As part of the items I got at my first flea market in 2011, back in May, I happened upon a catalog from the Fall 1958/Winter 1959 produced by Hayes, a company from Indianapolis, IN.
I absolutely love this navy and black dress on the cover. The skirt portion looks like it’s made of boucle wool and the top looks like a knit wool also; a cozy and chic dress for the winter months.
What I find interesting about this particular catalog is that all of these fashions are marketed to the half-sized woman, retaining the correct proportions, basically today’s petites (perfect for mini-me!).
The following except is a note from the editor:
I have yet to see an adjective so widely used today as the word ‘smart’ was back in the 40’s, 50’s, and 60’s to describe woman’s fashion.
Basically half-sizes are clothes that are better proportioned for petite women, not just short women. For instance the sleeve and dress hem are smaller, along with a shorter length from the shoulder to waist on bodices. So dresses aren’t just shorter at the hem, they’re shorter/more petite in several places so that the garment will look the same ( or retain the correct proportions) as on a regular sized woman.
Due to the density of the Hayes’ fashion catalog (50+ pages worth), I’m planning on posting up a bit for you all each week.
This week will I’ve scanned in the first pages that focus on outerwear thanks to my new, handy scanner. :) Over the next few weeks, I’ll be posting up some dresses, followed by separates, shoes, and lastly underpinnings.
This is the inside cover of the Hayes Catalog, which is in color:
I love how ‘put together’ these gals look with their pops of color in their gloves and hats. I have a propensity for picking out basic, neutral colors when it comes to my outerwear. So for me, it goes to show how a simple red glove or blue hat really brightens up the ensemble (until I can teach myself to pick bright for my next coat undertaking.)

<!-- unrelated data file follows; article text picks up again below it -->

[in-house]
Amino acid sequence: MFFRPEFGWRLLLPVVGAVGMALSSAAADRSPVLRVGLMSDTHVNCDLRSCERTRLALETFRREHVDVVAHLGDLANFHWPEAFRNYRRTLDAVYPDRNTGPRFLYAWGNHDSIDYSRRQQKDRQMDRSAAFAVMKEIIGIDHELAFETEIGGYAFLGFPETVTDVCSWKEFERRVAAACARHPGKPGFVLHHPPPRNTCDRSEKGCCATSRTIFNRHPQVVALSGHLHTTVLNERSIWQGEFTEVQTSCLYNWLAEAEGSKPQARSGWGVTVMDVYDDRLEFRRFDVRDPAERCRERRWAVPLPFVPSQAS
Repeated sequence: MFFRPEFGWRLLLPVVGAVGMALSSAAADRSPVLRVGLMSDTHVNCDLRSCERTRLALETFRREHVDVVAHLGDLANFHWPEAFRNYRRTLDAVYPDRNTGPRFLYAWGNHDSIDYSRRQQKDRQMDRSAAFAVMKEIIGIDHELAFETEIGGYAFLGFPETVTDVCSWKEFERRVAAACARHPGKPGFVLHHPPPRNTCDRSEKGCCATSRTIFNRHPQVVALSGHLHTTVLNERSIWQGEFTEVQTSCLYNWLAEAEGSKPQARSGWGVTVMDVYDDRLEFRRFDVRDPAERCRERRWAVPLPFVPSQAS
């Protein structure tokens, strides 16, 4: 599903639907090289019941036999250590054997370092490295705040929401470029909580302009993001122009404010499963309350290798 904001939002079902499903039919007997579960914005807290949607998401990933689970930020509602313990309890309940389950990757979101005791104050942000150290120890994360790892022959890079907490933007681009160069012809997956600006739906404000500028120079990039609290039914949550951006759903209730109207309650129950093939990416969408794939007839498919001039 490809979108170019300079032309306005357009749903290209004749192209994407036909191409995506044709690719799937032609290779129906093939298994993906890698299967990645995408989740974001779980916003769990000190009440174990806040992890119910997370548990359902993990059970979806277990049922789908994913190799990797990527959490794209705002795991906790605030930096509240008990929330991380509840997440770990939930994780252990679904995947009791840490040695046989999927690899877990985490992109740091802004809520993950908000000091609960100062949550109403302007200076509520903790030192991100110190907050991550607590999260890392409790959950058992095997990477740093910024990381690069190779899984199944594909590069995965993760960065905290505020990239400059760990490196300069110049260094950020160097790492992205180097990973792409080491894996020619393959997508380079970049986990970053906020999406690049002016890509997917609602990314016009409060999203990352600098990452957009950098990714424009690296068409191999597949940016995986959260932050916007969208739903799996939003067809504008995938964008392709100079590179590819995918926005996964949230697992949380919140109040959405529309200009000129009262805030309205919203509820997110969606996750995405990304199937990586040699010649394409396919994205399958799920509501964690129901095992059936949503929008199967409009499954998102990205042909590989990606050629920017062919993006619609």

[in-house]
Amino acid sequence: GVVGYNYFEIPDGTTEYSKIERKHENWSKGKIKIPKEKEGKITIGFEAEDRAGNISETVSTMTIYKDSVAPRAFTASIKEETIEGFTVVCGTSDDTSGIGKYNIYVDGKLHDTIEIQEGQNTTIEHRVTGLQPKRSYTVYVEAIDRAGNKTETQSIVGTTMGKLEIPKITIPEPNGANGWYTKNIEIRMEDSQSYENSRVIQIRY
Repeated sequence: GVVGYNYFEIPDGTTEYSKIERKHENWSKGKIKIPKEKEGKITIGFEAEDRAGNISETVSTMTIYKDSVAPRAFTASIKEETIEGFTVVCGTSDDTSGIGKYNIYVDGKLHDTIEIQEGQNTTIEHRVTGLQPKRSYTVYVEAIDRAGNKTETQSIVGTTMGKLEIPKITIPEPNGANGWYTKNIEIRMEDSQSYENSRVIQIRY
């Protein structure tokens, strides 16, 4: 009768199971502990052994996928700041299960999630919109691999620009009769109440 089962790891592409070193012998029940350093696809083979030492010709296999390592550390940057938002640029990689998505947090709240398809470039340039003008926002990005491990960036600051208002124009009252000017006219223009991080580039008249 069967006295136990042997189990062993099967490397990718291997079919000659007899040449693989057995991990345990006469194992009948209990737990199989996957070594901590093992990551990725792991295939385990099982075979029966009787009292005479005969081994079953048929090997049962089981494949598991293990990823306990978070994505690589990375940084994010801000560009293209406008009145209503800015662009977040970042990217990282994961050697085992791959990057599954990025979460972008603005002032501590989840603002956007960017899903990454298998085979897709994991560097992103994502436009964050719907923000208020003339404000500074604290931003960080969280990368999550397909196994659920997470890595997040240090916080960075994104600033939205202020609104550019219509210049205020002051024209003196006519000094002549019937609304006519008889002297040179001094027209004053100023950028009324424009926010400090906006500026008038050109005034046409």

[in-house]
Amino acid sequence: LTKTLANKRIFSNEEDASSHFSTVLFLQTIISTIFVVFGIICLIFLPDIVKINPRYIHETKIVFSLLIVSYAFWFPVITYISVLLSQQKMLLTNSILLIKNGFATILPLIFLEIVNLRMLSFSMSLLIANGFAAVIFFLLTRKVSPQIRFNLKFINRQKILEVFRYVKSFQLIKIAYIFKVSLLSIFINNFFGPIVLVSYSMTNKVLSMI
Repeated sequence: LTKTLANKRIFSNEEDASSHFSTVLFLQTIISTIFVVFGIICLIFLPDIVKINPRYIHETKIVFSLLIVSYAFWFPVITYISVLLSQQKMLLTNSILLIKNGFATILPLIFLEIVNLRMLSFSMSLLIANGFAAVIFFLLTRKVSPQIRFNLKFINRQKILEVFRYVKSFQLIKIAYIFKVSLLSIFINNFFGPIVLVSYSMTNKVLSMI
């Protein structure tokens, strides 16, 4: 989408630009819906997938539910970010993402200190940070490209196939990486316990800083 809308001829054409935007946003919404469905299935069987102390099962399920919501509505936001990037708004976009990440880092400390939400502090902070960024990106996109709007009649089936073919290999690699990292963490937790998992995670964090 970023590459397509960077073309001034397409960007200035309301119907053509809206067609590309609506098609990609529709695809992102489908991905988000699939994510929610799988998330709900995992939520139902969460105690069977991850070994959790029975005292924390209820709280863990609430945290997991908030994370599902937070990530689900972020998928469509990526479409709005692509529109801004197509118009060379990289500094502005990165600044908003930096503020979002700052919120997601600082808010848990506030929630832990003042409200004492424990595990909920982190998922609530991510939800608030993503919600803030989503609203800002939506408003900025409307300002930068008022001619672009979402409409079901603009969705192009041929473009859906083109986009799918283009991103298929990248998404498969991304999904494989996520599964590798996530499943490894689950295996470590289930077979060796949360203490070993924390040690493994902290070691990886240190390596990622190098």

The pleating design on the back of the two coats on the left (at bottom) is very reminiscent of the angular shapes of the 40’s.
I’m loving the contrast collars and simple cuff detail on the coat on the far right, also.
Oooh, how cute is item E?! Lovely inward pleats cinched by a bow at the bottom.
Lighter-weight jackets for in between weather:
These look like such warm, comfy car coats:
I love the galoshes for heeled shoes, although I feel like I would just end up tripping all the time if I were wearing these.
The pockets on item H are especially lovely; I adore anything with tabs & button detailing, which is mirrored on the cuff of the coat as well.
I love the look of the white fur wrap below, but I don’t think I have the heart to buy it…
Just as the page states, these are “lovely hats”. I think my favorite would have to be item J, at the bottom right. I love the shape of this hat, the twisted fabric, along with the veiling.
While I like some of the details on the coats in this catalog, I personally prefer more shapely, waist-cinching clothes than the boxy, straight coats that were so popular during the late 50’s. Since I am so short, I need to have some shape element or else I feel like my form looks as wide as the widest part of me (my hips). I wonder if women felt the same way back then about these styles or if they felt that they that the looser style was more becoming since the coats didn’t ‘hug’ their hips, but skimmed over them instead.
Hope you all had a lovely weekend and they will be more fashion scans for you all next Monday.
What a great catalog. One of the clearest advantages of finding such a treasure is to borrow some of those details for modern wear. Such as the first dress with the collar matching the skirt fabric, the tab at the bottom of the inverted pleat on the coat on the inside cover or the bow to anchor the pleats. Can’t wait to see what other treasures are hidden in there!
It seems like I’ve been seeing some great faux fur yarn advertised and featured in recent knitting magazines–I’ll bet you could whip up a very close-to-the-original version of the fur capelet in no time. And with no harm to any cute little buns!
Also, I’m definitely on board with the dress from the catalog’s cover. I wonder how easy it would be to adapt a similar pattern that you might already have in your stash (I, myself, don’t know how to sew). I think it would look great–especially for the holidays–with an emerald green skirt and collar.
Thanks for sharing!
I love all these coats!! I recently found a lilli ann and its the warmest coat ever!!
I love the look of those pleated coats, although to be honest I would make quite a few of these if I could.